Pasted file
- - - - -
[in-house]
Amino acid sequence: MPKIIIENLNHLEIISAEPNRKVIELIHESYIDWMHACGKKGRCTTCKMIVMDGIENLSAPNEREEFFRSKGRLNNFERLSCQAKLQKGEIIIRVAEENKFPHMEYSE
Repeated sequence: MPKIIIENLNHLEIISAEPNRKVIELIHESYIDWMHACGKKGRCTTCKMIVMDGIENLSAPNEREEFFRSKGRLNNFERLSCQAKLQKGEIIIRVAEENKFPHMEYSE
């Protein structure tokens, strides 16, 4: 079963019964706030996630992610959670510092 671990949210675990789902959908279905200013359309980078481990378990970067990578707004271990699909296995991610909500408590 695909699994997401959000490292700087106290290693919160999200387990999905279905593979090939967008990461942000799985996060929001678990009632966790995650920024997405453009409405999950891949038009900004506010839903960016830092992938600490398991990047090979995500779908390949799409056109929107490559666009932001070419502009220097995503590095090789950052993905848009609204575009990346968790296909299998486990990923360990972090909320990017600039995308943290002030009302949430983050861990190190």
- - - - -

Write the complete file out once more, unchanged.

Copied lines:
[in-house]
Amino acid sequence: MPKIIIENLNHLEIISAEPNRKVIELIHESYIDWMHACGKKGRCTTCKMIVMDGIENLSAPNEREEFFRSKGRLNNFERLSCQAKLQKGEIIIRVAEENKFPHMEYSE
Repeated sequence: MPKIIIENLNHLEIISAEPNRKVIELIHESYIDWMHACGKKGRCTTCKMIVMDGIENLSAPNEREEFFRSKGRLNNFERLSCQAKLQKGEIIIRVAEENKFPHMEYSE
């Protein structure tokens, strides 16, 4: 079963019964706030996630992610959670510092 671990949210675990789902959908279905200013359309980078481990378990970067990578707004271990699909296995991610909500408590 695909699994997401959000490292700087106290290693919160999200387990999905279905593979090939967008990461942000799985996060929001678990009632966790995650920024997405453009409405999950891949038009900004506010839903960016830092992938600490398991990047090979995500779908390949799409056109929107490559666009932001070419502009220097995503590095090789950052993905848009609204575009990346968790296909299998486990990923360990972090909320990017600039995308943290002030009302949430983050861990190190």